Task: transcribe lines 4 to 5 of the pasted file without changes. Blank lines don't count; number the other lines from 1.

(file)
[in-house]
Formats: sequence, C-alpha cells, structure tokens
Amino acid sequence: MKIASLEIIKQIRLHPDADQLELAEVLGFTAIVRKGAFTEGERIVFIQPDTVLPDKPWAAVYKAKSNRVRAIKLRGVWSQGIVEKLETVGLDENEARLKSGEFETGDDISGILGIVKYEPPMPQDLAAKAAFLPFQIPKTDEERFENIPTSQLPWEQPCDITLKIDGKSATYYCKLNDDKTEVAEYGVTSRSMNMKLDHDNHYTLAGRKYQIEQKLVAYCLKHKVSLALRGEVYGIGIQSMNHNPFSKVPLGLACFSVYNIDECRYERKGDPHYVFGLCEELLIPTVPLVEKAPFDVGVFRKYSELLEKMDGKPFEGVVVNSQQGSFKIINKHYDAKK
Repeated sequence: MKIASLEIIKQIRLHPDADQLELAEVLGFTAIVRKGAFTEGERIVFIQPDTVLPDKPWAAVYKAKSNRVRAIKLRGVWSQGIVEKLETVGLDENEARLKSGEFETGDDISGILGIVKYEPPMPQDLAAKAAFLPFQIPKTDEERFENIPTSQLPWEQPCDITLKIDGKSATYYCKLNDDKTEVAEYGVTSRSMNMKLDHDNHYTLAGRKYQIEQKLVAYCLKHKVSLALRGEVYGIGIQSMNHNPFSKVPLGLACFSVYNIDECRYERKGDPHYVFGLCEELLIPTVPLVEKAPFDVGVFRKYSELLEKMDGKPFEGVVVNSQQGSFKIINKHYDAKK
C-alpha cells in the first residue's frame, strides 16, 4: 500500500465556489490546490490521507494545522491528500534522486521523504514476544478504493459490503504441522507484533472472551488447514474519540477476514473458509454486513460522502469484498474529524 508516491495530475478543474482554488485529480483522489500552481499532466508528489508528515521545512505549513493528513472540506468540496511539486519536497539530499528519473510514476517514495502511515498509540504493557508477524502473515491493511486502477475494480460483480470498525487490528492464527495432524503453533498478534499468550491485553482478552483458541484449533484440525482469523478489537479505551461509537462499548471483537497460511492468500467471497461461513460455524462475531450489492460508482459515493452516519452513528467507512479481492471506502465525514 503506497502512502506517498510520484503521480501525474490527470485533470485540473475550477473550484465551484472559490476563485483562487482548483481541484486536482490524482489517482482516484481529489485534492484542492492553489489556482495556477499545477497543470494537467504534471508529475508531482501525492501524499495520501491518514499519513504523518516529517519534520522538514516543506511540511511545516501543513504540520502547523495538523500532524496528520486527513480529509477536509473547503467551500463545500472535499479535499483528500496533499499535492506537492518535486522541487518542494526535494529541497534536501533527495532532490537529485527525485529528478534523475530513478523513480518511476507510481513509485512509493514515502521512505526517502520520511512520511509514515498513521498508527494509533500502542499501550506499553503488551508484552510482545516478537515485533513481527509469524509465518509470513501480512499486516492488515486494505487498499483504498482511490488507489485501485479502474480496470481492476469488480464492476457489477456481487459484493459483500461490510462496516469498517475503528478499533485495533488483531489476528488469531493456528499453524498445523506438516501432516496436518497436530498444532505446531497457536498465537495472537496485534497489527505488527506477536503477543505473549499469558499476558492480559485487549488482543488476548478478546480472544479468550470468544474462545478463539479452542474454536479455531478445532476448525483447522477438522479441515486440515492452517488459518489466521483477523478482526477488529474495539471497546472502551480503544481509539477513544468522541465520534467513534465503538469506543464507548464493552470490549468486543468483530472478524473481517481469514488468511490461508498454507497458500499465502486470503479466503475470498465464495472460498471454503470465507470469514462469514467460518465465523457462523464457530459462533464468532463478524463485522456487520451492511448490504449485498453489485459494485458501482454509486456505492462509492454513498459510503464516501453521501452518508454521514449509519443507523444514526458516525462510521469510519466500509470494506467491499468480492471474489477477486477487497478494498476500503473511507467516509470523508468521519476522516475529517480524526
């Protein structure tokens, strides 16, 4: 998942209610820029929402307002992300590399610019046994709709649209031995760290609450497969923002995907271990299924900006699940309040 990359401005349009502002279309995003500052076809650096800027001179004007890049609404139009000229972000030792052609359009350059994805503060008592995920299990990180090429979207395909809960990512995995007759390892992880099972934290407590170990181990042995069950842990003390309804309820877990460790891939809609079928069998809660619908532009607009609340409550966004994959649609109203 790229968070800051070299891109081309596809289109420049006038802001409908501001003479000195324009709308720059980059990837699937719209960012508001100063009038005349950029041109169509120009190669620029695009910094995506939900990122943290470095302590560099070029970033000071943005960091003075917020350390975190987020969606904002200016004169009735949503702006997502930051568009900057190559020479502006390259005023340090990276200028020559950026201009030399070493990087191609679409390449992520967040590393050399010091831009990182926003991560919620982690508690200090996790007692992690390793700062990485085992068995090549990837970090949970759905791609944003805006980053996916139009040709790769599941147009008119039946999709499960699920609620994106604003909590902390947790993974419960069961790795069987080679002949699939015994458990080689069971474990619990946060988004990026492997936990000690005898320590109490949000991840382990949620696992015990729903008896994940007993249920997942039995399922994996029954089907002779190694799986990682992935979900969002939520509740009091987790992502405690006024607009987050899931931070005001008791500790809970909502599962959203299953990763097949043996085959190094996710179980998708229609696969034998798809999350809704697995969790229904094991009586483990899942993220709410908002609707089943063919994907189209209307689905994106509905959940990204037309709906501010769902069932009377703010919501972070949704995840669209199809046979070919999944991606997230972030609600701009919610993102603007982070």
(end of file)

Repeated sequence: MKIASLEIIKQIRLHPDADQLELAEVLGFTAIVRKGAFTEGERIVFIQPDTVLPDKPWAAVYKAKSNRVRAIKLRGVWSQGIVEKLETVGLDENEARLKSGEFETGDDISGILGIVKYEPPMPQDLAAKAAFLPFQIPKTDEERFENIPTSQLPWEQPCDITLKIDGKSATYYCKLNDDKTEVAEYGVTSRSMNMKLDHDNHYTLAGRKYQIEQKLVAYCLKHKVSLALRGEVYGIGIQSMNHNPFSKVPLGLACFSVYNIDECRYERKGDPHYVFGLCEELLIPTVPLVEKAPFDVGVFRKYSELLEKMDGKPFEGVVVNSQQGSFKIINKHYDAKK
C-alpha cells in the first residue's frame, strides 16, 4: 500500500465556489490546490490521507494545522491528500534522486521523504514476544478504493459490503504441522507484533472472551488447514474519540477476514473458509454486513460522502469484498474529524 508516491495530475478543474482554488485529480483522489500552481499532466508528489508528515521545512505549513493528513472540506468540496511539486519536497539530499528519473510514476517514495502511515498509540504493557508477524502473515491493511486502477475494480460483480470498525487490528492464527495432524503453533498478534499468550491485553482478552483458541484449533484440525482469523478489537479505551461509537462499548471483537497460511492468500467471497461461513460455524462475531450489492460508482459515493452516519452513528467507512479481492471506502465525514 503506497502512502506517498510520484503521480501525474490527470485533470485540473475550477473550484465551484472559490476563485483562487482548483481541484486536482490524482489517482482516484481529489485534492484542492492553489489556482495556477499545477497543470494537467504534471508529475508531482501525492501524499495520501491518514499519513504523518516529517519534520522538514516543506511540511511545516501543513504540520502547523495538523500532524496528520486527513480529509477536509473547503467551500463545500472535499479535499483528500496533499499535492506537492518535486522541487518542494526535494529541497534536501533527495532532490537529485527525485529528478534523475530513478523513480518511476507510481513509485512509493514515502521512505526517502520520511512520511509514515498513521498508527494509533500502542499501550506499553503488551508484552510482545516478537515485533513481527509469524509465518509470513501480512499486516492488515486494505487498499483504498482511490488507489485501485479502474480496470481492476469488480464492476457489477456481487459484493459483500461490510462496516469498517475503528478499533485495533488483531489476528488469531493456528499453524498445523506438516501432516496436518497436530498444532505446531497457536498465537495472537496485534497489527505488527506477536503477543505473549499469558499476558492480559485487549488482543488476548478478546480472544479468550470468544474462545478463539479452542474454536479455531478445532476448525483447522477438522479441515486440515492452517488459518489466521483477523478482526477488529474495539471497546472502551480503544481509539477513544468522541465520534467513534465503538469506543464507548464493552470490549468486543468483530472478524473481517481469514488468511490461508498454507497458500499465502486470503479466503475470498465464495472460498471454503470465507470469514462469514467460518465465523457462523464457530459462533464468532463478524463485522456487520451492511448490504449485498453489485459494485458501482454509486456505492462509492454513498459510503464516501453521501452518508454521514449509519443507523444514526458516525462510521469510519466500509470494506467491499468480492471474489477477486477487497478494498476500503473511507467516509470523508468521519476522516475529517480524526